A less obvious problem is that on Facebook there have been a lot of similar games being built, farming games and so forth. In any genre there are multiple titles. For users there have been high switching costs, because a user who couldn’t switch their currency couldn’t move. Now you can have a game that convinced the user to spend money on virtual currency, but the user can take it elsewhere. The switching costs with currency, especially, have gone down. Can games keep users engaged, or can other developers take the users away along with the money they got them to spend?

ISG: Is Facebook justified in charging 30 percent?

VG: There has never been a precedent where someone took 30 percent on the web purely for payments. If it was done in a way that developers saw value, or if it was really cheap and easy, it would be understandable. But I think that we all know at this point that Facebook is not that straightforward for distribution — we all have to spend money on distribution. So you’re not just paying 30 percent for payments, you have to spend on top of that for advertising. If all I was doing was spending for distribution, it would be a lot easier, you’d have that extra 25 percent margin.

A big difference between Facebook and Apple or Microsoft is that there’s no other distribution channel other than Facebook itself. On the Xbox, if I’m building a game, I’m selling directly to users in the retail channel, and the distribution channel is up to me; the viral channels are not dependent on Microsoft. But here’s a platform that I’m dependent on for distribution as well as monetization — that’s a problem.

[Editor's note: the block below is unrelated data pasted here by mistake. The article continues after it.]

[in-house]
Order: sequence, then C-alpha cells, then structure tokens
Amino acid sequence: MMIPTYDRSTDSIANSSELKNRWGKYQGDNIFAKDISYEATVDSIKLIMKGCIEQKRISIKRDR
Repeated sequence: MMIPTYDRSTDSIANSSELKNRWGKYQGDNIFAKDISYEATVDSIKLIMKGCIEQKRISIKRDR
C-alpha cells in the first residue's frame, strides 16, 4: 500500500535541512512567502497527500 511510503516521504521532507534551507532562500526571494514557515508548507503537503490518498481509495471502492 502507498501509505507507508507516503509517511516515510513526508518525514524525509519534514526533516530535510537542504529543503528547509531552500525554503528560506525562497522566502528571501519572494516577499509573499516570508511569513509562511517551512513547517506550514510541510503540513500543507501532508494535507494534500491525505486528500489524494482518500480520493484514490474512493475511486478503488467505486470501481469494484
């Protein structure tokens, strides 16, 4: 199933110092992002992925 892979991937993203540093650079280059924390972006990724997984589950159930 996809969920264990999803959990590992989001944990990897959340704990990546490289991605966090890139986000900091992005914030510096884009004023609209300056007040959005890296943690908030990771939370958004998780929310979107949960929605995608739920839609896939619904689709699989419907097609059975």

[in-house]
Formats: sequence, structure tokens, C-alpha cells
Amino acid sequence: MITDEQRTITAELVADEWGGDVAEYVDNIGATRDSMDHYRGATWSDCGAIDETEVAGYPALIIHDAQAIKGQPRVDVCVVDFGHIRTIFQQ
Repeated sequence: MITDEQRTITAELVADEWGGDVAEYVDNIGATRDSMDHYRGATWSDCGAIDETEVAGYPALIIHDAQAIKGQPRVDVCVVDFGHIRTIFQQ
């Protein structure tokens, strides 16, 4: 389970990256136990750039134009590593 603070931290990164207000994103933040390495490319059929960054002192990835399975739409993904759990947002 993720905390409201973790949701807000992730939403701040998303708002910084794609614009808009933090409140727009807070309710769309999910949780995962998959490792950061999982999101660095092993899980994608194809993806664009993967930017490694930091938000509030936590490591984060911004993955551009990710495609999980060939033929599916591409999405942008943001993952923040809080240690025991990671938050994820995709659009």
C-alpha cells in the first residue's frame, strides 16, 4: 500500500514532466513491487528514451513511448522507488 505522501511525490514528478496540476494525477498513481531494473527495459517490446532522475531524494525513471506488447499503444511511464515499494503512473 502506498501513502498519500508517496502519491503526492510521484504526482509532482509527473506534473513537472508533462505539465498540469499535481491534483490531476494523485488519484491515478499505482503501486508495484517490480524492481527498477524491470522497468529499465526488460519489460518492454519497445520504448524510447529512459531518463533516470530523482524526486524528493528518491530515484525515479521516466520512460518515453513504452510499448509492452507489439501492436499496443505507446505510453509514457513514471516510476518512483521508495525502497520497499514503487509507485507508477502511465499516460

I believe we’ll start seeing that there will be a lack of motivation for people to build on Facebook. That’s a big thing we’ve seen in the last few months, that every developer is much more excited about building for off-Facebook distribution.

[Ed. note: To move on to the case for Facebook credits, click here.]

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Mixpanel Releases In-Depth iPhone Analytics Tool

Inside Social GamesThu, 2010/07/22 – 18:00

Last year, Mixpanel released its tools and found its first clients for its Facebook app analytics tool. Today the company is expanding onto another platform: the iPhone.

There are already a few iPhone analytics tools out there. Flurry is well known, as well as Distimo, and there are others like Motally and Medialets. Jeremy Richardson, the head of business development for Mixpanel, likens these other services to Google Analytics — mostly free and aimed at relatively simple use-cases.

What’s needed, according to Mixpanel, is a heavy-duty analytics program that tracks every move users make within an app, allowing the same exacting optimization that game developers employ on Facebook.

There have been bumpy spots in the past for iPhone analytics programs. Steve Jobs has spoken out against advertising-oriented analytics firms like Flurry, and in April, Apple changed the rules for analytics companies, apparently giving itself an option to kick out analytics services. Mixpanel will probably get a pass for being aimed at helping to improve apps.